How to Become an Encourager

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Last night we had a gathering at a park. It was so much fun! A bunch of the guys played volleyball, the big kids got a soccer game going, and all the littles enjoyed the playground equipment. The rest of us visited, in between chasing escaping toddlers.  

As I reflected back on the evening, it struck me once again that we need each other. We need both encouragement and comfort in our spiritual journeys.

The Apostle Paul wrote to the church at Thessalonica, “For you know that we dealt with each of you as a father deals with his own children, encouraging, comforting and urging you to live lives worthy of God, who calls you into his kingdom and glory” (1 Thessalonians 2:11-2). Here’s the thing: most likely everyone you know needs both encouragement and comfort. 

How can you become great at encouraging and comforting others? 

Listen. Learning to listen is a lifelong skill, but it is the best way to offer tangible comfort to others.  Drawing out the stories of others, sitting with them, and really focusing on hearing their hearts, takes practice. But, it is such a worthwhile pursuit. Asking a few questions and creating the space to offer your unhurried self are the keys. With all the stress people are carrying today, they need to process. You offer a precious gift when you allow someone to process with you.

Cheer. I listened to two of my granddaughters at the park on the climbing structure. The older (5) encouraged her younger sister (2) who was trying to navigate the climbing apparatus, cheering, “You’ve got this Melody! I believe in you!” I love that. It made me smile!  

When I think of great encouragers, I think of the people who have cheered me on in my calling. I’m convinced that everyone needs a few good cheerleaders in their life. People who believe in them and instill confidence. Wouldn’t it be great if there were a few people in your life who cheered you on in your parenting journey, when you’re navigating a transition, or when you’re taking on a new project at work?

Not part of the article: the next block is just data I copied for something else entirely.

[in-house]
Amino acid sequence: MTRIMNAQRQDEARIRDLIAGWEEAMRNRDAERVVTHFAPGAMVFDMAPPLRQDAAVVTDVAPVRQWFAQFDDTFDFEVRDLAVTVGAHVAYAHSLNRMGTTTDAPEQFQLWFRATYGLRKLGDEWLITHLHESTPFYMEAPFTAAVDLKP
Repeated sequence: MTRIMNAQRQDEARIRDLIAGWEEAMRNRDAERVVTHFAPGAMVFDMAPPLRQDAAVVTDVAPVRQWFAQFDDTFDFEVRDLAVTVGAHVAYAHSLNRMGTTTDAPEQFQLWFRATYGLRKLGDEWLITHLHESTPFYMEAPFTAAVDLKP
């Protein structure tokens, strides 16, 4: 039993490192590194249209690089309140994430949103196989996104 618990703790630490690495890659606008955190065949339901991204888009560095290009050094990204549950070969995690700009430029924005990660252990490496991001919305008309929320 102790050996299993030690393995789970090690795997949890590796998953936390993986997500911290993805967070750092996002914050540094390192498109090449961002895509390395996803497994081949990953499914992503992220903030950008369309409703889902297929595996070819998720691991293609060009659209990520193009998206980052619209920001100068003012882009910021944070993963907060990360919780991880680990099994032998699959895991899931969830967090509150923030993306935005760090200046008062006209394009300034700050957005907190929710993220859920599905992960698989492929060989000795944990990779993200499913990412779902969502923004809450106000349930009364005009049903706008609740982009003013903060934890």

Affirm. Honestly, there are enough critics in the world today. Instead, choose to affirm others. Look intentionally for what they are doing well and then affirm them. Paul was a cheerleader for the believers in Thessalonica, but he also affirmed them. He writes to his friends, “We also thank God continually because, when you received the word of God, which you heard from us, you accept it.” He goes on to write, “You became imitators of God’s churches in Judea” (1 Thessalonians 2:12 and 14). Paul believed in his friends, cheered them on, and affirmed them. 

Pray. Make it your habit to pray for your friends and family. I love the prayer that Paul prays for the Thessalonian believers, “May the Lord make your love increase and overflow for each other and for everyone else, just as ours does for you. May he strengthen your hearts so that you will be blameless and holy in the presence of our God and Father when our Lord Jesus comes with all his holy ones” (1 Thessalonians 3:12-13). 

If you want to be a good friend to others, encourage them in their walk, listen, cheer, affirm, and pray! 
Please pray this Thursday, August 18th. I’ll be speaking for Salem Radio’s Women in Ministry Luncheon. Please pray that I can encourage those who are in ministry!

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